contrasted and are a good source of hypotheses to guide and direct the survey. In terms
of specific data on fuel use, however, the social science literature generally contains
little detailed information. Most major cultures of the world are represented by at
least one outstanding ethnography which provides a reasonably up-to-date social and
ecological account. A good example is provided by the Ethnographic Survey of Africa,
which covers all major ethnic groups, and which provides excellent basic information, and
bibliographies, on social, economic, domestic, and ritual life. These volumes, in
English and French, are published by the International African Institute.
Other written sources may shed light on a community, its history, and patterns of
fuel and resource use. Scientific accounts of local resources, local histories, church
records, travellers' accounts, and records of plantations or mines are important sources.
Once again, caution must be employed when using such sources as some records might be
out-of-date and incomplete.
Available written records help to provide the historical background to the
particular unit of study and population. Moreover, they can help to establish the social,
cultural, political, economic, and ecological context of fuelwood and other energy uses in
the community. As Oscar Lewis' account (1951) of Mexican villagers has shown, local patterns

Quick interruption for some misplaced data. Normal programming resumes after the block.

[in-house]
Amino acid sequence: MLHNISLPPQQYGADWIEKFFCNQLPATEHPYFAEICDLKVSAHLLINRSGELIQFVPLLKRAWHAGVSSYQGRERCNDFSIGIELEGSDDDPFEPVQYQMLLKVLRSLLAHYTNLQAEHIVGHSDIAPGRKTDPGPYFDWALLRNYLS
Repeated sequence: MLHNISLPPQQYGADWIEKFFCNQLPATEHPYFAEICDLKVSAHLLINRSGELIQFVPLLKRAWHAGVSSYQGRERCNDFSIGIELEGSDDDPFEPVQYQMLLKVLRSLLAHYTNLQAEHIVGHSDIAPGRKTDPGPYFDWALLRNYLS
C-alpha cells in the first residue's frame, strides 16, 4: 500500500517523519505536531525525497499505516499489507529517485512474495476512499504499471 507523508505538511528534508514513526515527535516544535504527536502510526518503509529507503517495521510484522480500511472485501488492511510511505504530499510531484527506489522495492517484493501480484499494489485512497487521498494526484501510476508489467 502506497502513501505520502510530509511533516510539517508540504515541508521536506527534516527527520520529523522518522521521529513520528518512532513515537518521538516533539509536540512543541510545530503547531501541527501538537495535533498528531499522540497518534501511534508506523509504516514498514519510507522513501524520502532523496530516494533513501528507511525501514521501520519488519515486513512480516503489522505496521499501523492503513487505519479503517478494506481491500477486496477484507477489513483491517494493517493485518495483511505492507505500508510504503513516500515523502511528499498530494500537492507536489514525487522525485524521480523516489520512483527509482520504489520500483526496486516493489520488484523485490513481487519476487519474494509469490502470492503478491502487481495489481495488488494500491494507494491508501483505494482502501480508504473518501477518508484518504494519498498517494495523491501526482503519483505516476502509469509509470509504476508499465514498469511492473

of forest use change throughout time, and an understanding of these changes and their
implications requires an understanding of the local milieu and its relationship with larger
socio-economic and political forces.
Local universities, technical colleges and research institutes may be good sources
for unpublished research. Inquiries should be directed not only at the social sciences,
but also at natural sciences. A botanist, zoologist, ecologist or geologist, for example,
who had worked systematically in an area, could be an excellent source for certain sorts
2.2 Key Informants and Informal Informational Networks
A key informant is a person who is knowledgeable, who has contacts and who is
willing to talk. Sometimes key informants are self-selected, in that the local "Big Men"
(as they are called in many parts of the world) are often the first to present themselves
to a field investigator. The key informant is often a prominent, articulate person
(usually a man) of some consequence, such as a village headman, merchant, landlord,
large farmer or headmaster of the local school. Important key informants may also include
people who are not members of the community but who have valuable experience and insights,
such as an agricultural or administrative officer, or a social scientist who has done
research in the area. In a fuel survey, it might be advisable to choose a specialist such
as a charcoal-maker or a woodcutter to supplement the views of the leaders.